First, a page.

By Michael McNulty

Gareth Tunley’s debut feature, The Ghoul, is a brooding, atmospheric psychological thriller. Blending a dreamlike, occult narrative with suburban noir, Tunely, a Ben Wheatley regular, has made a film that feels part Kill List, with a smattering of Taxi Driver and a Lynch-ian twist.

Chris (Tom Meeten), a homicide detective, is called down to London to investigate a mysterious double murder. The two killed are said, by forensic experts, to have continued to approach their killer after having sustained fatal shots to the head and chest. Without giving too much away, Chris must go undercover as a psychotherapy patient to investigate a suspect and the lines between fantasy and reality become blurred.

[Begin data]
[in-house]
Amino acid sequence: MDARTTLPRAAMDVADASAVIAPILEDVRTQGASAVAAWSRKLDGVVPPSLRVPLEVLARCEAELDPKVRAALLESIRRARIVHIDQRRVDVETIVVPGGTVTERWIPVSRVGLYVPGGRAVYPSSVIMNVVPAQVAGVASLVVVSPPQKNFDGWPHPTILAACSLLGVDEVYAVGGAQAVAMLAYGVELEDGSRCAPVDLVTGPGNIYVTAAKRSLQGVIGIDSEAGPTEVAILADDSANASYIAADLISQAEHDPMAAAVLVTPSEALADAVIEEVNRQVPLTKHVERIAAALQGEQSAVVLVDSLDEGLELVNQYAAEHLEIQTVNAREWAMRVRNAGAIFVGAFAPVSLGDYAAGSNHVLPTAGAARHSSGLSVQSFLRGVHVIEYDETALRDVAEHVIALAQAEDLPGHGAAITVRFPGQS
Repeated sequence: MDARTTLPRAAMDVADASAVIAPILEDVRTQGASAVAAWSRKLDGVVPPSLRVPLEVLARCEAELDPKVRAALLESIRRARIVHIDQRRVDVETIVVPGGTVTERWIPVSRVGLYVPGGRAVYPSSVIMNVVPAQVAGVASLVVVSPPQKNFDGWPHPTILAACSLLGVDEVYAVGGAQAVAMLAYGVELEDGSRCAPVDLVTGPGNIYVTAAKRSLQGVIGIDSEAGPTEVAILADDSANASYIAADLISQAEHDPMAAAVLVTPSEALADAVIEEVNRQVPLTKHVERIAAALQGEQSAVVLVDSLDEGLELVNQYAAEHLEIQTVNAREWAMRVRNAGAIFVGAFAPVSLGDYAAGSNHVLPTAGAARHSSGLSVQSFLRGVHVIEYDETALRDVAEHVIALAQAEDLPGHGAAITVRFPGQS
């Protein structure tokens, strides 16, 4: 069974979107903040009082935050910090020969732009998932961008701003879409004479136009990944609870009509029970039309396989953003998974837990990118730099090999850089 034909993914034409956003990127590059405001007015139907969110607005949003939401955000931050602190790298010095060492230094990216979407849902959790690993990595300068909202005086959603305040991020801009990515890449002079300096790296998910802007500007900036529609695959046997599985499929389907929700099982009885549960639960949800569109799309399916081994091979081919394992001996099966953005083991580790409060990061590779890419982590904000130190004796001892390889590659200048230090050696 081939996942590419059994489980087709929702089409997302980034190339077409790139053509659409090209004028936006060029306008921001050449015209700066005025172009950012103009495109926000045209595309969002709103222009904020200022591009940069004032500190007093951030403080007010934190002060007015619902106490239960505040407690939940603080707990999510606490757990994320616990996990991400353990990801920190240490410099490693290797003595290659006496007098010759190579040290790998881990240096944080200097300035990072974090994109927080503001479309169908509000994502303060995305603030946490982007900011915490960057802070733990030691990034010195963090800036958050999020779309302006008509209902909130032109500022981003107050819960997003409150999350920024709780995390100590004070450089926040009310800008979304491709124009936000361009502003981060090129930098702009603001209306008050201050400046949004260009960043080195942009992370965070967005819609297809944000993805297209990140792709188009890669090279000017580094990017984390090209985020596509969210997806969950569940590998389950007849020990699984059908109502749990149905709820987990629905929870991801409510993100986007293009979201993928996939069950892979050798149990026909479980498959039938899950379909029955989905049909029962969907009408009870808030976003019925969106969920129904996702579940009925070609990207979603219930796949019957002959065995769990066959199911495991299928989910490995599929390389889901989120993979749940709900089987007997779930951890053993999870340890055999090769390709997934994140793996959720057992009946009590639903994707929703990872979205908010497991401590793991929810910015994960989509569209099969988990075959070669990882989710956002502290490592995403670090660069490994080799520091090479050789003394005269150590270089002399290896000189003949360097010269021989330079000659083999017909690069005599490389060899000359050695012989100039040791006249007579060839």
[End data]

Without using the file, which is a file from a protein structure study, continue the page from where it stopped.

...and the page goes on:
This is a slow burn thriller and Tunely confidently leads the film down a path of twists and turns, whilst maintaining an ever increasing sense of dread and menace. The plot’s structure mirrors Chris’s fracturing state of mind and although there is perhaps too much head tilted anguished floor gazing and muted screams, he puts in a solid, complex performance alongside Alice Lowe and Rufus Jones.

The film is not without its faults. At times the music is overbearing, unnecessarily adding drama to scenes that carry enough intensity to exist by themselves and the performance by Geoffery McGivern as Alex Morland, Chris’s psychotherapist, is played with the eagerness of a television actor who’s landed a part in a feature film.

In short, The Ghoul is an impressive first film that merits attention and welcomes in an ambitious director with promising talent.

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